LeNa-28/14

TARZAN IN BERLIN

In 1924 Berlin counted about 899 nightclubs with late-night working permission. By 1937 this figure had increased to 13.346 night-clubs, one per 322 Berliners. One- third of all night-clubs in Berlin were concentrated in the City West, between Zoological Garden and the commercial boulevard of Kürfürstendamm. When in 1928 the architect Leo Nachtlicht was invited to transform an exhibition hall in Hardenberger Strasse into an entertainment centre he knew that it had to compete with the glamor and style of the neighbouring clubs.

For his Gurmenia Palace, the architect designed a hermetic, introverted space without any visual connection to other rooms in the building, nor to the outside. The central space was lit up by the lowered glass ceiling, which refracted the sunlight and allowed it to disperse into the space. To increase the light effect he used polished chrome surfaces and mirrors. But the architect, possibly inspired by the displays of the neighbouring Zoological Garden, decided to turn the whole restaurant into a tropical garden with exotic plants over the full height of the 2-storey dining gallery. The dining tables were drawn into the shade under the balconies to give the effects of a ‘waterfall of plants’ once the climbers would grow. And the upper levels were prepared to arrange plantation such that it would ornament private loggias for an exclusive dining experience.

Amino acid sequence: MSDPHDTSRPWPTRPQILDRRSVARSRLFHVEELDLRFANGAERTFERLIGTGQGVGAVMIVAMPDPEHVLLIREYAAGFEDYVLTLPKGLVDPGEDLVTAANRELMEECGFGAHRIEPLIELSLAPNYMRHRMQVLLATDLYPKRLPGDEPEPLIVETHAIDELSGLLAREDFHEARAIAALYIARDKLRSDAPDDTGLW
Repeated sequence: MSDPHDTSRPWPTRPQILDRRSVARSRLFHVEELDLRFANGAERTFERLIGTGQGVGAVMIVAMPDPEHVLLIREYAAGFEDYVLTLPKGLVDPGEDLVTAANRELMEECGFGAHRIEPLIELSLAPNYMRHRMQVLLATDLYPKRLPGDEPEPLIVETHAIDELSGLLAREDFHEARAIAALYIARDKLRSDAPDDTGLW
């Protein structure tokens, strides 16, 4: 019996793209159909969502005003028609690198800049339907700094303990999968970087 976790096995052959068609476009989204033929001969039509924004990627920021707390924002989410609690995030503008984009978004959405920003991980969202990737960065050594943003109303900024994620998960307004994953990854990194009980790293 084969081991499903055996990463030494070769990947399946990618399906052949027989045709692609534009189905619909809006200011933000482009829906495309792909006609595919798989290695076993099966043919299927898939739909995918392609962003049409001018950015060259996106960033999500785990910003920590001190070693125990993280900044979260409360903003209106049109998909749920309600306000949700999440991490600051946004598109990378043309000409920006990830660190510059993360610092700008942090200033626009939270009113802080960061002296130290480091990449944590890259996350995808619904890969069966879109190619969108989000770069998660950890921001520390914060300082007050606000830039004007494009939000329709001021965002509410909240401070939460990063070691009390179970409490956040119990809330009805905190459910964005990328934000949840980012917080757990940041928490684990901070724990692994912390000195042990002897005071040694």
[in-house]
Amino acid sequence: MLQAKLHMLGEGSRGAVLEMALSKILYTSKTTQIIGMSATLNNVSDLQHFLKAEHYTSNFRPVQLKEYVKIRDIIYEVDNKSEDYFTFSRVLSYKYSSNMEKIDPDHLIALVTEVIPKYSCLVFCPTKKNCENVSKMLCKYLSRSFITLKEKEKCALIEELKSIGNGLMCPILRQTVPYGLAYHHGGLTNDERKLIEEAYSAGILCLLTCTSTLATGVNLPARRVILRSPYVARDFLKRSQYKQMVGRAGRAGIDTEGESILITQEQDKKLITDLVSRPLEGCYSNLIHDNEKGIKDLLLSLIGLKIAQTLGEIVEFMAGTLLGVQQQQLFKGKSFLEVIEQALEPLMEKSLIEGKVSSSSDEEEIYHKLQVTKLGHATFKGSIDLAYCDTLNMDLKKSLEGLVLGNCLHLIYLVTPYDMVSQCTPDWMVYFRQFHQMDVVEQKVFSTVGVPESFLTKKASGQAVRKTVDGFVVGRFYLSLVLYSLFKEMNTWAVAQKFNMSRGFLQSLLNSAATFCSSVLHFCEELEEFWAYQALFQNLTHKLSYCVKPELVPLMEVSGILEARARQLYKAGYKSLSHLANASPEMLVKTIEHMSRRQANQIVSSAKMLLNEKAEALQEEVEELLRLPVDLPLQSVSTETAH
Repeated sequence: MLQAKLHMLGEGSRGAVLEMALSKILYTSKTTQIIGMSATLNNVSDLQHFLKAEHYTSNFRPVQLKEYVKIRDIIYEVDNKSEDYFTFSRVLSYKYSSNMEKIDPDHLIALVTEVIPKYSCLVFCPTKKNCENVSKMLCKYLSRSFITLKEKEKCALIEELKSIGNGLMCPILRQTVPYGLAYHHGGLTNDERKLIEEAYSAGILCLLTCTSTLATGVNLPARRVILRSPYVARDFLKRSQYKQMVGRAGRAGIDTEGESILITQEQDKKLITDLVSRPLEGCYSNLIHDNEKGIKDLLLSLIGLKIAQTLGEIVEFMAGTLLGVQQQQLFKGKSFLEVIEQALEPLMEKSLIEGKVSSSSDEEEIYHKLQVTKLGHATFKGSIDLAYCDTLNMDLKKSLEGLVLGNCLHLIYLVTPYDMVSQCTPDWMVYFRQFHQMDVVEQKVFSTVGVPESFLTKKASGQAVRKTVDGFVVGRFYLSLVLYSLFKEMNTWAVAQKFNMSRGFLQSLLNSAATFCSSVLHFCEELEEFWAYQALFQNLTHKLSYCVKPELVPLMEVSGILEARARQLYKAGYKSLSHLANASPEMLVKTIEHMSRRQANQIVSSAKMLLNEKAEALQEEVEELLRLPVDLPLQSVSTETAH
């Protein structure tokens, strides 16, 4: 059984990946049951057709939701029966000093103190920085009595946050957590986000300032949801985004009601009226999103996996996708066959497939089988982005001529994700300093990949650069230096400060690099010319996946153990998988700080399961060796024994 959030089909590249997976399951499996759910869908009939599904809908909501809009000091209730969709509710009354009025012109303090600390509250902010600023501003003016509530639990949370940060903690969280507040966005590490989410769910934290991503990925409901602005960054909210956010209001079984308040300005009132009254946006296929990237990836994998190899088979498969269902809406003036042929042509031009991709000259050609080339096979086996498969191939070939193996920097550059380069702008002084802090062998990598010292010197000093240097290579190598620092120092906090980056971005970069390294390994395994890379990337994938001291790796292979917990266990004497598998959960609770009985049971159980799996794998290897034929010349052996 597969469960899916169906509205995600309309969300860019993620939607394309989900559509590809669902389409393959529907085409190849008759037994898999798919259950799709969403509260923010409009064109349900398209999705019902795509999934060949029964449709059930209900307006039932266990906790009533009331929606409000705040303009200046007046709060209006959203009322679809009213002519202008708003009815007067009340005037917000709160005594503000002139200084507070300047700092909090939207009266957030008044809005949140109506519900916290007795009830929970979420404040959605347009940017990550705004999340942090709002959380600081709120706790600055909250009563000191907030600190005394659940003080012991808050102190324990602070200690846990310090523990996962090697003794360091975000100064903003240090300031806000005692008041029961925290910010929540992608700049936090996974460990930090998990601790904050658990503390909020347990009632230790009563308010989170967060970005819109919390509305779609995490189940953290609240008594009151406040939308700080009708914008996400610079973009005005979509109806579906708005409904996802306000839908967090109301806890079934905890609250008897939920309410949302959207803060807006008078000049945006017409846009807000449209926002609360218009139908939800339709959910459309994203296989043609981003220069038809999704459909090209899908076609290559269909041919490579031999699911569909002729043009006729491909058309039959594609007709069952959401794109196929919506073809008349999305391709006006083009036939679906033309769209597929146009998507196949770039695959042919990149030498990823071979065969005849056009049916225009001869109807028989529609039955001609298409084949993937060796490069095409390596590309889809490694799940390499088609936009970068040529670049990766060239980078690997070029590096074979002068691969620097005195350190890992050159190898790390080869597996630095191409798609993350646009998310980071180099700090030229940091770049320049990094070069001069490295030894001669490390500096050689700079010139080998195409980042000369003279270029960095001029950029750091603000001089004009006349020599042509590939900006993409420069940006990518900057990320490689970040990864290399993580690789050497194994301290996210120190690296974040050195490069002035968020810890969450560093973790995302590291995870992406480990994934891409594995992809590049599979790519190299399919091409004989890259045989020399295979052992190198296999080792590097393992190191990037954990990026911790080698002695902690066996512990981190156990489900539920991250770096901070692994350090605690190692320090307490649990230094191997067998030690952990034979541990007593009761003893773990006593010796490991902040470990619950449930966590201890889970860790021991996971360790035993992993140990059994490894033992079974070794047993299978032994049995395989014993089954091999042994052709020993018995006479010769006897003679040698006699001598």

For the design of the indoor garden he invited the landscape architect Georg Pniower, who used asymmetric and dynamic geometries to claim the „southernization“ of the landscape. To help the experience of the ‘far away’, artificial water basins and bridges were placed between the dining tables while the sound of fountains, bubbles of fishes and songs birds perfected the sensual comfort of this fantastic landscape. The tropical garden was designed to compete with nature – infallible and perfect, it was to represent the highest technical standards of air conditioning and to promote that latest innovation of modernism.

When in 1934 the Reich Music Chamber (Reichsmusikkammer) restricted playing Jazz music and reduced the permission for working hours of businesses such as these night clubs, Gurmenia was forced to close its doors. In 1938 Gourmenia filed for a licence to reopen, but it was denied. In the aerial raid of 1943 the building was seriously damaged. Only in 1957 the architects Hans Schozberger and Paul Schwebes built a shopping mall on the ruins of Gurmenia Palace.

Leo Nachtlicht who did not believe the immediate danger of Nazi Germany for him and his family tried to emigrate to England in 1938. It was too late. He was humiliated and died in 1942 in Berlin.

Ein Projekt von:

Tamara Popovic (tamara.popovic@uni-weimar.de)

zum Film (passwortgeschützt)